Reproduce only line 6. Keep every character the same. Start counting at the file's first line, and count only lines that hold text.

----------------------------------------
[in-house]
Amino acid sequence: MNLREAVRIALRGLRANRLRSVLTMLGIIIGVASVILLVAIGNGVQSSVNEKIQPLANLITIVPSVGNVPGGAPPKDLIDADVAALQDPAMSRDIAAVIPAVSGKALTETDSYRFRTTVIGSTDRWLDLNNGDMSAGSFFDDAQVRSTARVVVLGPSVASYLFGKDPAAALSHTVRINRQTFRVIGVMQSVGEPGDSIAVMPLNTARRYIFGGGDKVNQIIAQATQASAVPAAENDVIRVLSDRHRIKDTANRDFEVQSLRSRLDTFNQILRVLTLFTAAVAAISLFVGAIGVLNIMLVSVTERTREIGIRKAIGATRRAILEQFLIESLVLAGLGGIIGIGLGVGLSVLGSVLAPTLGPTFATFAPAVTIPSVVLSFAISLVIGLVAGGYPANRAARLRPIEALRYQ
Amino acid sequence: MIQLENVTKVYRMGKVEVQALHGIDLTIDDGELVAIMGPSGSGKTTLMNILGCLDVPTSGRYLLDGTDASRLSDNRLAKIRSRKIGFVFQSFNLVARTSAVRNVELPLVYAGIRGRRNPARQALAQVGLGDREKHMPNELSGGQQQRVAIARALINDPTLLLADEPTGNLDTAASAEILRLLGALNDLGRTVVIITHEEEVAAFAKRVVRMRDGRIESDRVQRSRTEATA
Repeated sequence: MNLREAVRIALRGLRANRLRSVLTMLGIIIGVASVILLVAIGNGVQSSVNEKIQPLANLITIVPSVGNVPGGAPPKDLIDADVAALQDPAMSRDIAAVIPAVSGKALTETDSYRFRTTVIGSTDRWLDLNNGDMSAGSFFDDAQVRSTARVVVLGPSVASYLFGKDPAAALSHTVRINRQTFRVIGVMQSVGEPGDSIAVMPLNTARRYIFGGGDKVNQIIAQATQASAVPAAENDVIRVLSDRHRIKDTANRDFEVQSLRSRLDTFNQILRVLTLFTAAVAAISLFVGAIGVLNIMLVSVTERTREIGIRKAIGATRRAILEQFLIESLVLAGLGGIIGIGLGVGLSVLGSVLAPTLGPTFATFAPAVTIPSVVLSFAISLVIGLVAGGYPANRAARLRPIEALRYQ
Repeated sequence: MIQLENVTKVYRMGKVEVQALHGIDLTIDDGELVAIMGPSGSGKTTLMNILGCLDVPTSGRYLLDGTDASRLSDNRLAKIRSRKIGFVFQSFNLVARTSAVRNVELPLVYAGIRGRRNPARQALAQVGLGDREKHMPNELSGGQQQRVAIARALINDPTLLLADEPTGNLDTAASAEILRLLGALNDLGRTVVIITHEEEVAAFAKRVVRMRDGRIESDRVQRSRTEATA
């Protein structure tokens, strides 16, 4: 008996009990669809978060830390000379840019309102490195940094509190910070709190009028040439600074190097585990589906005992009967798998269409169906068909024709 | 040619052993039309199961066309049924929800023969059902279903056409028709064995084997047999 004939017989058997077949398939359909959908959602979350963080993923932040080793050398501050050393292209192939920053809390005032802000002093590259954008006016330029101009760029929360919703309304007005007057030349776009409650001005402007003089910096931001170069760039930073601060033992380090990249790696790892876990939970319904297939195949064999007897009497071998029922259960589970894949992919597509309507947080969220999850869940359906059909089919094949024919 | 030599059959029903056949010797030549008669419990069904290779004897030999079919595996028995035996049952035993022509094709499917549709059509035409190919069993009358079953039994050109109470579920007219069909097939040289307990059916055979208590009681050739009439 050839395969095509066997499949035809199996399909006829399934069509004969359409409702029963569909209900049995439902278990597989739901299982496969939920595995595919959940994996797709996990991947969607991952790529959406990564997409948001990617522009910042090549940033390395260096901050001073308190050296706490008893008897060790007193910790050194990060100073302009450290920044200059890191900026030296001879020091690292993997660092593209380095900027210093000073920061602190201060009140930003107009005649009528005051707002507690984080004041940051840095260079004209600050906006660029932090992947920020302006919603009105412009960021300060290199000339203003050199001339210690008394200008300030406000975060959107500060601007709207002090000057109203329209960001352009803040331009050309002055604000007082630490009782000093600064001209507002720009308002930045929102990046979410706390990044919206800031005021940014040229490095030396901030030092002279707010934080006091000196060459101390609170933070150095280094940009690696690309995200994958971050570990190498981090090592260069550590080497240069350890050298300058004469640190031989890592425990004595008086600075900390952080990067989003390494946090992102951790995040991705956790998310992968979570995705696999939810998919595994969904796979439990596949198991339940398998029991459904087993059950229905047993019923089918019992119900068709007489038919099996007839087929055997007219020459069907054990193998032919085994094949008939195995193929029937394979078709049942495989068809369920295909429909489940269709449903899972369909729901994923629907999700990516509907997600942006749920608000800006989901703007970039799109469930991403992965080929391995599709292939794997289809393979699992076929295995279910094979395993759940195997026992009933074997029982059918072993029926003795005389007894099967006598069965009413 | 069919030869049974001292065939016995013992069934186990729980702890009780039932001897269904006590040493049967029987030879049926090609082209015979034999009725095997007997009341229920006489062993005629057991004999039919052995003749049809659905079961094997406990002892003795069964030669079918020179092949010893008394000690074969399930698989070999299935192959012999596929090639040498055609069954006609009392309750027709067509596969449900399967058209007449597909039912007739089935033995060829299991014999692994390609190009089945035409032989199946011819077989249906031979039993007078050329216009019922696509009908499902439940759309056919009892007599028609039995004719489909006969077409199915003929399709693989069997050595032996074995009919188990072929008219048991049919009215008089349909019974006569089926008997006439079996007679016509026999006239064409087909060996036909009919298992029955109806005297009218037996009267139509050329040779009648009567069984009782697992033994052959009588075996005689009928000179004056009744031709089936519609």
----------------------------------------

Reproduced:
């Protein structure tokens, strides 16, 4: 008996009990669809978060830390000379840019309102490195940094509190910070709190009028040439600074190097585990589906005992009967798998269409169906068909024709 | 040619052993039309199961066309049924929800023969059902279903056409028709064995084997047999 004939017989058997077949398939359909959908959602979350963080993923932040080793050398501050050393292209192939920053809390005032802000002093590259954008006016330029101009760029929360919703309304007005007057030349776009409650001005402007003089910096931001170069760039930073601060033992380090990249790696790892876990939970319904297939195949064999007897009497071998029922259960589970894949992919597509309507947080969220999850869940359906059909089919094949024919 | 030599059959029903056949010797030549008669419990069904290779004897030999079919595996028995035996049952035993022509094709499917549709059509035409190919069993009358079953039994050109109470579920007219069909097939040289307990059916055979208590009681050739009439 050839395969095509066997499949035809199996399909006829399934069509004969359409409702029963569909209900049995439902278990597989739901299982496969939920595995595919959940994996797709996990991947969607991952790529959406990564997409948001990617522009910042090549940033390395260096901050001073308190050296706490008893008897060790007193910790050194990060100073302009450290920044200059890191900026030296001879020091690292993997660092593209380095900027210093000073920061602190201060009140930003107009005649009528005051707002507690984080004041940051840095260079004209600050906006660029932090992947920020302006919603009105412009960021300060290199000339203003050199001339210690008394200008300030406000975060959107500060601007709207002090000057109203329209960001352009803040331009050309002055604000007082630490009782000093600064001209507002720009308002930045929102990046979410706390990044919206800031005021940014040229490095030396901030030092002279707010934080006091000196060459101390609170933070150095280094940009690696690309995200994958971050570990190498981090090592260069550590080497240069350890050298300058004469640190031989890592425990004595008086600075900390952080990067989003390494946090992102951790995040991705956790998310992968979570995705696999939810998919595994969904796979439990596949198991339940398998029991459904087993059950229905047993019923089918019992119900068709007489038919099996007839087929055997007219020459069907054990193998032919085994094949008939195995193929029937394979078709049942495989068809369920295909429909489940269709449903899972369909729901994923629907999700990516509907997600942006749920608000800006989901703007970039799109469930991403992965080929391995599709292939794997289809393979699992076929295995279910094979395993759940195997026992009933074997029982059918072993029926003795005389007894099967006598069965009413 | 069919030869049974001292065939016995013992069934186990729980702890009780039932001897269904006590040493049967029987030879049926090609082209015979034999009725095997007997009341229920006489062993005629057991004999039919052995003749049809659905079961094997406990002892003795069964030669079918020179092949010893008394000690074969399930698989070999299935192959012999596929090639040498055609069954006609009392309750027709067509596969449900399967058209007449597909039912007739089935033995060829299991014999692994390609190009089945035409032989199946011819077989249906031979039993007078050329216009019922696509009908499902439940759309056919009892007599028609039995004719489909006969077409199915003929399709693989069997050595032996074995009919188990072929008219048991049919009215008089349909019974006569089926008997006439079996007679016509026999006239064409087909060996036909009919298992029955109806005297009218037996009267139509050329040779009648009567069984009782697992033994052959009588075996005689009928000179004056009744031709089936519609």